#8 – Capt. Daniel P. Woodbury

12 01 2008


Report of Capt. Daniel P. Woodbury, U.S. Corps of Engineers

O.R.– SERIES I–VOLUME 2 [S# 2] — CHAPTER IX, pp 233-234

FORT CORCORAN VA., July 30, 1861

MAJOR: In compliance with your request that I should furnish a report of my own services and observations at the unfortunate battle of Bull Run, I have the honor to say that I accompanied the divisions of Colonel Hunter and Colonel Heintzelman, and, assisted by Captain Wright, directed their course around the headwaters of Bull Run, leaving the Centreville and Warrenton road about one-third mile west of Cub Run at 5.30. a.m., July 21, and arriving at the upper ford, or Sudley’s Mill, at 9.30 a.m. The distance between these points by our route is between five and six miles. We followed in the main an old road as laid down upon the map, halting occasionally to prepare the road for artillery. At Sudley’s Mill we lingered about an hour, to give the men and horses water and a little rest before going into action, our advance guard in the mean time going ahead about three-quarters of a mile. Resuming our march, we emerged from the woods about one mile south of the ford, and came upon a beautiful open valley about one and a quarter miles square, bounded on the right or west by a wooded ridge, on the east by the rough spurs or bluffs of Bull Run, on the north by an open plain and ridge, on which our troops began to form, and on the south by another ridge, on which the enemy were strongly posted, with woods behind their backs. The enemy were also in possession of the bluffs of Bull Run on our left.

The flankers of the advanced guard on the left of our road first received the fire of the enemy–a single regiment lying on the ground on the south side of the northern ridge of the valley. At the same time the enemy opened upon the head of our column, and particularly upon the road, with many pieces of artillery in prepared batteries and in the open field. These batteries were more than a mile off, and did little execution, but the shells falling continually somewhat intimidated our troops. It was evident at a glance that the enemy was fully prepared, and I suggested to Colonel Hunter, commanding the leading division, that we should confine our operations mainly to our left flank, driving the enemy from the immediate vicinity of Bull Run, and securing a junction with General Tyler’s division, then to act according to circumstances as the commanding general might think best.

Colonel Hunter unfortunately was wounded at the very beginning of the action. He had gone forward to the very lines of the enemy to see better how to direct the attack, and was struck by the fragment of a shell. The loss of a chief, and so gallant a chief, at that moment was a great calamity. After this I reported to Colonel Porter, then in command, and afterwards to General McDowell, with whom I finally retired from the field.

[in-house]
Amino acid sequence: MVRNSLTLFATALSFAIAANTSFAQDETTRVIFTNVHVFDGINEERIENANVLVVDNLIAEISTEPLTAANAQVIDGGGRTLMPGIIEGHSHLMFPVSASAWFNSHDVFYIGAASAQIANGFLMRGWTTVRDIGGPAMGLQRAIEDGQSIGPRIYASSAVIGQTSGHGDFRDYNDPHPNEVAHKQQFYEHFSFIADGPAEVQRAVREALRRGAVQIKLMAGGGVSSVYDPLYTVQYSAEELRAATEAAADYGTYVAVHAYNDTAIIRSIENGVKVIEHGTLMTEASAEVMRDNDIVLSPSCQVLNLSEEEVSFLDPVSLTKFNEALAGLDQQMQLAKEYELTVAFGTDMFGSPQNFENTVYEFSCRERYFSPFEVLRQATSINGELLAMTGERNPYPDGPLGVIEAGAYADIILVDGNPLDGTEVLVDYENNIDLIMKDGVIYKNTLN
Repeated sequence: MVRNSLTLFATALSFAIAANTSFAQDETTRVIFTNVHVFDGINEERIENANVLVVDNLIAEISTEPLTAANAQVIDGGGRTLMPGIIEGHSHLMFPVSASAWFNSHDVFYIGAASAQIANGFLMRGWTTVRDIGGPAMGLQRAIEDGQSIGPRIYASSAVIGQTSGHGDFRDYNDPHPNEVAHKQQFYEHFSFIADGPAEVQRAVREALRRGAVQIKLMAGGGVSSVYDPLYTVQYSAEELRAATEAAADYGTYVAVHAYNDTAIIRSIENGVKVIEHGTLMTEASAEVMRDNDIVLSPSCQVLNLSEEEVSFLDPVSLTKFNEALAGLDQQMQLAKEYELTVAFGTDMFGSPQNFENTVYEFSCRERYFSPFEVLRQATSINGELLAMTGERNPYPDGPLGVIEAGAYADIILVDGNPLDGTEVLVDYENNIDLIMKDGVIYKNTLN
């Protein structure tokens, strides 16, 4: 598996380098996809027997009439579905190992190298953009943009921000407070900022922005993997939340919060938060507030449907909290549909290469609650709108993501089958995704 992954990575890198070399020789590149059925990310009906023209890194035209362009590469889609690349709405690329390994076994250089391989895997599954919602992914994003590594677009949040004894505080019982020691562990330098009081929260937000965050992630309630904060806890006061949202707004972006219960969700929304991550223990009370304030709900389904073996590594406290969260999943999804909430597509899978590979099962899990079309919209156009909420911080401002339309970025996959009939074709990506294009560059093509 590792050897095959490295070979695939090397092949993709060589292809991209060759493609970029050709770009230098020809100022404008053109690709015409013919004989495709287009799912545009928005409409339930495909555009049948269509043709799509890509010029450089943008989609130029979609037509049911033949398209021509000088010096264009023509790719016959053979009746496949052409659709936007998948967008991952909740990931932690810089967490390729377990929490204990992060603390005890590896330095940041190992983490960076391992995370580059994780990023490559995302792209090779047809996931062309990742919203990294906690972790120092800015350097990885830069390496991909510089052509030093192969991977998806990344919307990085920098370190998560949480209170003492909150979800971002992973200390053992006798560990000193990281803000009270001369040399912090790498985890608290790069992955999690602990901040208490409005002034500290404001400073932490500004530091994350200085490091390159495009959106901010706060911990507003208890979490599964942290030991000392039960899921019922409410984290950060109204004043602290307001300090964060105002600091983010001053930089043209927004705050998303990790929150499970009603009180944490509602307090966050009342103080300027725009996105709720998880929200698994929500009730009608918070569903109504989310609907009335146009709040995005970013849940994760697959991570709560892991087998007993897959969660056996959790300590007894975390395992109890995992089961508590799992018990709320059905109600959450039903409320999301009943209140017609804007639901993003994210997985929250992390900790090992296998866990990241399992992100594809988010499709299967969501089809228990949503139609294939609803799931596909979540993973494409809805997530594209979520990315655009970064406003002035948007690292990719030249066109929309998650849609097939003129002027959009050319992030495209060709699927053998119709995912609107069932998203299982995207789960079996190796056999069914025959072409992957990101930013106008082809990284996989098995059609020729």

It is not for me to give a history of the battle. The enemy was driven on our left from cover to cover a mile and a half. Our position for renewing the action the next morning was excellent; whence, then, our failure? It will not be out of place, I hope, for me to give my own opinion of the cause of this failure. An old soldier feels safe in the ranks, unsafe out of the ranks, and the greater the danger the more pertinaciously he clings to his place. The volunteer of three, months never attains this instinct of discipline. Under danger, and even under mere excitement, he flies away from his ranks, and looks for safety in dispersion. At 4 o’clock in the afternoon of the 21st there were more than twelve thousand volunteers on the battle-field of Bull Run who had entirely lost their regimental organizations. They could no longer be handled as troops, for the officers and men were not together. Men and officers mingled together promiscuously; and it is worthy of remark that this disorganization did not result from defeat or fear, for up to 4 o’clock we had been uniformly successful. The instinct of discipline which keeps every man in his place had not been acquired. We cannot suppose that the troops of the enemy had attained a higher degree of discipline than our own, but they acted on the defensive, and were not equally exposed to disorganization.

Lieutenant Cross, of the Engineer Corps, who has been my assistant during the last two months, had immediate charge of a working party of sappers and miners on our march from this place to Bull Run, following in the rear of the advance guard and promptly clearing away all obstructions. He was on the field of battle, zealously seeking and reporting information.



Captain Engineers


Corps of Engineers,

Washington, D.C.